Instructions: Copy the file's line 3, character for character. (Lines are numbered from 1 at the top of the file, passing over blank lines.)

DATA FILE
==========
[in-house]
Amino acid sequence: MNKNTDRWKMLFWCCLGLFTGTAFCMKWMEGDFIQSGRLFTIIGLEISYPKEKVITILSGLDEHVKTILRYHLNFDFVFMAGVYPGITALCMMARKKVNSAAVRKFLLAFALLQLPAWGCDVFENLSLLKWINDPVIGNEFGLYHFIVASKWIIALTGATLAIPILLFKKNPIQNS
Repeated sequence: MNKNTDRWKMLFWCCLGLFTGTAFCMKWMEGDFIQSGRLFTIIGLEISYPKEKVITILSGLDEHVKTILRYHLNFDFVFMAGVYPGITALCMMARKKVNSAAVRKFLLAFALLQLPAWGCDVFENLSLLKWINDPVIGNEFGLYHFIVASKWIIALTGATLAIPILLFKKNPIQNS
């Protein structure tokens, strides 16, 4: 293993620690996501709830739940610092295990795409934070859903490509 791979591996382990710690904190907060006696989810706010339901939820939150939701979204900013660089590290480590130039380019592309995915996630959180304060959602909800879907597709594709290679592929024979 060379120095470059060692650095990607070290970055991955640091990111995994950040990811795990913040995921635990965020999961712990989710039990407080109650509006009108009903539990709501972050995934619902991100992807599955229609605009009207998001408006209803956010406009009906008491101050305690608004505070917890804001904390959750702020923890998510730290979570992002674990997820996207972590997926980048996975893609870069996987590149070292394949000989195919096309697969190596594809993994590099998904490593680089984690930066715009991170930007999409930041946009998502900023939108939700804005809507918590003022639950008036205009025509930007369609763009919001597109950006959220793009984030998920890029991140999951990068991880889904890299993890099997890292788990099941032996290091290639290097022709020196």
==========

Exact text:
Repeated sequence: MNKNTDRWKMLFWCCLGLFTGTAFCMKWMEGDFIQSGRLFTIIGLEISYPKEKVITILSGLDEHVKTILRYHLNFDFVFMAGVYPGITALCMMARKKVNSAAVRKFLLAFALLQLPAWGCDVFENLSLLKWINDPVIGNEFGLYHFIVASKWIIALTGATLAIPILLFKKNPIQNS